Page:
PLAY READING FOR FUN 14 SEPTEMBER

Do come along to our next Play Reading for Fun; these evenings are a great opportunity to meet and chat with us, and optionally to read from the chosen play. Non-members are welcome too. Venue: The Five Bells, Smock Alley; Time: 7:30pm. Please contact Angela at vicechair@wcds.co.uk

We will be reading Treasure House by our very own member Jean Trew. It is a full length comedy with 8 characters (5 female, 3 male). Synopsis: Linda is clearing out her late father's house prior to selling it when she discovers a letter from him confessing to burying treasure under the patio. Aware of her father's shady past, Linda and her wife spend a frantic weekend desperately trying to hide the truth from a series of visitors, requiring some quick thinking and creative lying. But they aren't the only ones being economical with the truth.

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TIME WAS

We're beginning an occasional series of reminiscenses from our members. This one is from Ralph Wigg.

It was 1954, I was eleven years old and living in Storrington's Windmill Copse. I remember once, asking my mum why dad never seemed to be home at the weekend and even some evenings during the week. Of course, given a few more years, and a little less naivity, I'd have been somewhat apprehensive of the answer. However, she rolled her eyes, saying 'He's up at the hall'! A week or so later, a Sunday morning, dad, while congratulating me on passing my eleven plus, asked me if I'd like to give him a hand 'at the hall'. Naturally I accepted the invitation, curious to find out what he'd been doing up there...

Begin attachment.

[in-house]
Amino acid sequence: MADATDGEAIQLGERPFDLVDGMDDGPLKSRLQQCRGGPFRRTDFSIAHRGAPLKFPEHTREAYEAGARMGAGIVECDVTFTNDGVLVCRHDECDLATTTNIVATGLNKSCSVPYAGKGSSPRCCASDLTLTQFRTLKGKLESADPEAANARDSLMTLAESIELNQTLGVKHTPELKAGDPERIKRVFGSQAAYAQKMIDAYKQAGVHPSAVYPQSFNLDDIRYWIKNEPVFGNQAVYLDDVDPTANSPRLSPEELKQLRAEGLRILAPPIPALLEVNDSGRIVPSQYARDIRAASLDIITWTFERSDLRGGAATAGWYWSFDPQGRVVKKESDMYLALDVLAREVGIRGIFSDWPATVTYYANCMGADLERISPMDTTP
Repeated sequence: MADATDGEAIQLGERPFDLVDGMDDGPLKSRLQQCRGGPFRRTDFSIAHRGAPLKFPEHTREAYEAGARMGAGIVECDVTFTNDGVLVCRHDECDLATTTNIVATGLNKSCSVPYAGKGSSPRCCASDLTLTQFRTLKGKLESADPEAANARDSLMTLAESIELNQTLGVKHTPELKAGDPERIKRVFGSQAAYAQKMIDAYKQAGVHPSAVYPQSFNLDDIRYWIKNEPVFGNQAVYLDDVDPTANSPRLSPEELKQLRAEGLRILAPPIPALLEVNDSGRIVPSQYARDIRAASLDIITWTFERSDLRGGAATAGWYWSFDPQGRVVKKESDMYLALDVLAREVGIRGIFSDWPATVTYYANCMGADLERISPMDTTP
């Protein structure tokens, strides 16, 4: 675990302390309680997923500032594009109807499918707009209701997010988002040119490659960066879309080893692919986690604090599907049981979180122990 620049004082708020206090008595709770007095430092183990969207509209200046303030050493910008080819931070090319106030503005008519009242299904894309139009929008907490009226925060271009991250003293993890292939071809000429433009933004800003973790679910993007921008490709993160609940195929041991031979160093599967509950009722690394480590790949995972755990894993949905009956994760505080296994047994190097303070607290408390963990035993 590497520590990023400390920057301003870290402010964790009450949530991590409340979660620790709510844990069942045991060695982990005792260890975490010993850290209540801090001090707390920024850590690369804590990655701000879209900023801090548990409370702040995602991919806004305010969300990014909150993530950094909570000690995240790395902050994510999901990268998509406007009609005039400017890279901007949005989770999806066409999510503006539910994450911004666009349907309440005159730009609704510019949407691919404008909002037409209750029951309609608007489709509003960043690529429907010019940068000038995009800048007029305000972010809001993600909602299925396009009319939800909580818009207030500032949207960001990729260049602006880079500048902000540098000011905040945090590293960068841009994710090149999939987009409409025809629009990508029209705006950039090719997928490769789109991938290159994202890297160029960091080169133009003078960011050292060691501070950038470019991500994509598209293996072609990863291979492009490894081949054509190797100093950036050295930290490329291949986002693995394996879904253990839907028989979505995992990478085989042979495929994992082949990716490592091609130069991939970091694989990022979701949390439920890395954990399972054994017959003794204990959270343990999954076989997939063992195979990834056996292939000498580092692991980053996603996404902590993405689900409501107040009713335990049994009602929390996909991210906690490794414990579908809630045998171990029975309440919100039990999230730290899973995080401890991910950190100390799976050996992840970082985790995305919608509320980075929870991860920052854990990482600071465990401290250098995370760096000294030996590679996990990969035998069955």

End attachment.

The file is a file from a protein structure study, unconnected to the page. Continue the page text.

If my memory serves me right, he was driving a beat-up Austin seven at the time and it was in that, that we miraculously arrived in West Chiltington village. Down Church Hill we trundled, to be greeted by a sign announcing 'Elephant & Castle'! For a few seconds I was confused - this was a pub, not a hall. The confusion lasted only a few seconds for we turned right at the bottom of the hill to be confronted by an open field, on which stood a corrugated iron hut. This, I found out later was the Comrades Hall, looking as little like a hall as you can possibly imagine. I gave dad a puzzled look, to which he responded with a smile which said 'Just wait and see!' Inside, what a transformation! It was indeed a hall, albeit fairly basic, chairs along the sides and a stage, on which was what I now know as a box set, looking startlingly real! We were soon joined by others who were obviously part of a team... some names I remember - David Davies who lived in the first house on the left as you climbed Church Hill, Len Geal, Peter Penfold and Stan Gooch who I think ran the stores at the top of the hill. One other neme is imprinted on my memory, that of Miss Bryant as I knew her. At eleven years old, she was just a little scary! My job that day was to paint what I was told were the 'flats', while dad was finishing off his artwork. In the afternoon. I sat and watched in amazement as he brought out the furniture for the play, furniture which he'd built from scratch! It was decorated with cut-outs and a floral design and, following the play, sold off to add to the group's finances. The play was 'Autumn Crocus' and for me, was the inspiration for a lifetime's love of the theatre, both amateur and professional. Ralph .

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Play Reading for Fun 14 September